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Black and white, male and female: Racial and Gender Differences in Adolescents' TV Diets
Unformatted Document Text:  Black and White 7 A nationally representative sample of more than 2,000 eight to 18 year olds in the United States found similar patterns: Boys were more than three times as likely as girls to say they had watched sports programs the previous day and girls were slightly more likely than boys to say they had watched a comedy program (Roberts, Foehr, Rideout & Brodie, 1999). Roberts (2000) also found significant age, gender and race differences in amount of time spent watching television: older teens (14-18 years old) and girls watched about 45 minutes less per day than younger adolescents (8-13 years old) and boys; Black adolescents watched almost two hours more per day (4:41 hours) than Whites (2:47 hours). Racial Differences in Media Choices The proportion of Black characters on entertainment television has increased dramatically since the 1980s. In an analysis of the 1996-97 television season, Mastro and Greenberg (2000) found that Blacks occupied 16% of the main and minor roles on prime-time, exceeding their proportion in the population (12%). Other racial and ethnic minorities are still so rare on the major television channels that a recent study called prime-time “a largely Black and White world in which the dominance of Whites is continually reaffirmed by the secondary status of all others, particularly Blacks.” Despite their increased prevalence, critics remain concerned that Black characters are “largely ghettoized by network, day of the week, and by show type (i.e., concentrated in sitcoms)” (Hunt, 2002, p. 3). Content analysis of 85 fictional series airing on the six major networks (ABC, CBS, NBC, Fox, WB and UPN) in Fall 2001 found that Black characters were concentrated on UPN, the network with the lowest total audience share, and Black characters were more likely to appear on shows airing on Monday and Friday nights, the two weekday evenings attracting the fewest viewers. Black characters also were most likely to appear in situation comedies, and no prime-time drama on any of the major networks focused on Black characters. Three of the newest networks, Fox (debuted in 1985) and WB and UPN (begun in 1995), grew quickly because they

Authors: Brown, Jane. and Pardun, Carol J.
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Black and White
7
A nationally representative sample of more than 2,000 eight to 18 year olds in the United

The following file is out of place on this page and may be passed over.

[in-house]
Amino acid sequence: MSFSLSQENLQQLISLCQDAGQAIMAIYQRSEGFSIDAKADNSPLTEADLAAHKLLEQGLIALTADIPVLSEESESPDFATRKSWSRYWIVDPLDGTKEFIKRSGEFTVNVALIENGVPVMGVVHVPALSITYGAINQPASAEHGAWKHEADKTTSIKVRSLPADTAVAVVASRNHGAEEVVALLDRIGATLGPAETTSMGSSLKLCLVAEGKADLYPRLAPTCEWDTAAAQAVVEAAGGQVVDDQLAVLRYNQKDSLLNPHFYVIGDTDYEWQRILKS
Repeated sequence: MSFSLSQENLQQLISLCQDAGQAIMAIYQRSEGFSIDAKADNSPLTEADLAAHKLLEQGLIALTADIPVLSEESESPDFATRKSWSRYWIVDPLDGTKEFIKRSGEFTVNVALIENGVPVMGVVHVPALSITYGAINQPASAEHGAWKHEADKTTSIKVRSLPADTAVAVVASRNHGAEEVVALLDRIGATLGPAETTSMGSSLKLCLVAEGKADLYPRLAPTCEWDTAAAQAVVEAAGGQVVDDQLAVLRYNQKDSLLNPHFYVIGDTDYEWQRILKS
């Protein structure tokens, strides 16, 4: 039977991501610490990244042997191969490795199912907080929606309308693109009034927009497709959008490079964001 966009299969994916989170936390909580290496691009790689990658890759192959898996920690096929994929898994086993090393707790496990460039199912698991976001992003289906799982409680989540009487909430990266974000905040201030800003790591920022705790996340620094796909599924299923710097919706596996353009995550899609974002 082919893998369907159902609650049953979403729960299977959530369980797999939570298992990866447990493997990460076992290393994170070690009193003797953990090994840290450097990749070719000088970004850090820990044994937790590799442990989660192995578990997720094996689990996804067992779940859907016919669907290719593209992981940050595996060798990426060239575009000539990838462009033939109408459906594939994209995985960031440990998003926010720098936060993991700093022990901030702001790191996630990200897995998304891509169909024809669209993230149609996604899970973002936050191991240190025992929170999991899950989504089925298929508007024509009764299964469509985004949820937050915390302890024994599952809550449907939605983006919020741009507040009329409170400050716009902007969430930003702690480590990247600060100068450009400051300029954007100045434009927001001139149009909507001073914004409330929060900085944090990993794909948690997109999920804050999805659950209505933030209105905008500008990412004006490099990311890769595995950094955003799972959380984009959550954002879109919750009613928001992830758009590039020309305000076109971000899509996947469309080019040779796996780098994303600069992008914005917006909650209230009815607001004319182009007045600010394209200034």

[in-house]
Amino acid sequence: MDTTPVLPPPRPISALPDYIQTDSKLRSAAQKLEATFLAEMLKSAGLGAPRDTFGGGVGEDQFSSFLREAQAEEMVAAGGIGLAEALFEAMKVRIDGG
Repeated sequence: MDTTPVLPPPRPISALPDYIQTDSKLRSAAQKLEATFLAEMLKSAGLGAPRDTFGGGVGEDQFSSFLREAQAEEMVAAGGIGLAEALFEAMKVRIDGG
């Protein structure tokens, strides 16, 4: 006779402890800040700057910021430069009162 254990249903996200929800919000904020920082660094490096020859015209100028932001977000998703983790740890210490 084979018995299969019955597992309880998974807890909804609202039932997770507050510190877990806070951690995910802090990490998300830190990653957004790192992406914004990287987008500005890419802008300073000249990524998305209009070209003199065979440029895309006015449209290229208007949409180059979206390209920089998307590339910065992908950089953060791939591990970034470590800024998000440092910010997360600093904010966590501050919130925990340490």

States found similar patterns: Boys were more than three times as likely as girls to say they had
watched sports programs the previous day and girls were slightly more likely than boys to say they
had watched a comedy program (Roberts, Foehr, Rideout & Brodie, 1999). Roberts (2000) also
found significant age, gender and race differences in amount of time spent watching television:
older teens (14-18 years old) and girls watched about 45 minutes less per day than younger
adolescents (8-13 years old) and boys; Black adolescents watched almost two hours more per day
(4:41 hours) than Whites (2:47 hours).
Racial Differences in Media Choices
The proportion of Black characters on entertainment television has increased dramatically
since the 1980s. In an analysis of the 1996-97 television season, Mastro and Greenberg (2000)
found that Blacks occupied 16% of the main and minor roles on prime-time, exceeding their
proportion in the population (12%). Other racial and ethnic minorities are still so rare on the major
television channels that a recent study called prime-time “a largely Black and White world in which
the dominance of Whites is continually reaffirmed by the secondary status of all others, particularly
Blacks.” Despite their increased prevalence, critics remain concerned that Black characters are
“largely ghettoized by network, day of the week, and by show type (i.e., concentrated in sitcoms)”
(Hunt, 2002, p. 3). Content analysis of 85 fictional series airing on the six major networks (ABC,
CBS, NBC, Fox, WB and UPN) in Fall 2001 found that Black characters were concentrated on
UPN, the network with the lowest total audience share, and Black characters were more likely to
appear on shows airing on Monday and Friday nights, the two weekday evenings attracting the
fewest viewers. Black characters also were most likely to appear in situation comedies, and no
prime-time drama on any of the major networks focused on Black characters. Three of the newest
networks, Fox (debuted in 1985) and WB and UPN (begun in 1995), grew quickly because they


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